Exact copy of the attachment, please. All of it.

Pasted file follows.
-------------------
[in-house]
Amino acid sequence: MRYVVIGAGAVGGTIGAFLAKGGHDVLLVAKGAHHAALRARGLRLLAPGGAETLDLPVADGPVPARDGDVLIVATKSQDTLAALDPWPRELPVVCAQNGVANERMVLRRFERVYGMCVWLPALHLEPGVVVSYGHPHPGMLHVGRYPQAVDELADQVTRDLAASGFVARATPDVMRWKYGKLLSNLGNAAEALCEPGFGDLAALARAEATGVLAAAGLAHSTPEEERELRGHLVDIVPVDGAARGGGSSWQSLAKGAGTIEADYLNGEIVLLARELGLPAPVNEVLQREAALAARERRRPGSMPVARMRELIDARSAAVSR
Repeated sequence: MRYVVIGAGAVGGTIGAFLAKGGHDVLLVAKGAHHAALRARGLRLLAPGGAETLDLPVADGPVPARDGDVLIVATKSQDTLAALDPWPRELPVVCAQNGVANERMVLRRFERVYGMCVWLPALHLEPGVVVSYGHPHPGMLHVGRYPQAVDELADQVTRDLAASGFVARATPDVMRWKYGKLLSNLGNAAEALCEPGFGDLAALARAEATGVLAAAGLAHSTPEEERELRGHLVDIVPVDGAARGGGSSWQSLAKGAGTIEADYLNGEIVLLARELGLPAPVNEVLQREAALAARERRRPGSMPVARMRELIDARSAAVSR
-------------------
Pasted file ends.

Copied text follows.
[in-house]
Amino acid sequence: MRYVVIGAGAVGGTIGAFLAKGGHDVLLVAKGAHHAALRARGLRLLAPGGAETLDLPVADGPVPARDGDVLIVATKSQDTLAALDPWPRELPVVCAQNGVANERMVLRRFERVYGMCVWLPALHLEPGVVVSYGHPHPGMLHVGRYPQAVDELADQVTRDLAASGFVARATPDVMRWKYGKLLSNLGNAAEALCEPGFGDLAALARAEATGVLAAAGLAHSTPEEERELRGHLVDIVPVDGAARGGGSSWQSLAKGAGTIEADYLNGEIVLLARELGLPAPVNEVLQREAALAARERRRPGSMPVARMRELIDARSAAVSR
Repeated sequence: MRYVVIGAGAVGGTIGAFLAKGGHDVLLVAKGAHHAALRARGLRLLAPGGAETLDLPVADGPVPARDGDVLIVATKSQDTLAALDPWPRELPVVCAQNGVANERMVLRRFERVYGMCVWLPALHLEPGVVVSYGHPHPGMLHVGRYPQAVDELADQVTRDLAASGFVARATPDVMRWKYGKLLSNLGNAAEALCEPGFGDLAALARAEATGVLAAAGLAHSTPEEERELRGHLVDIVPVDGAARGGGSSWQSLAKGAGTIEADYLNGEIVLLARELGLPAPVNEVLQREAALAARERRRPGSMPVARMRELIDARSAAVSR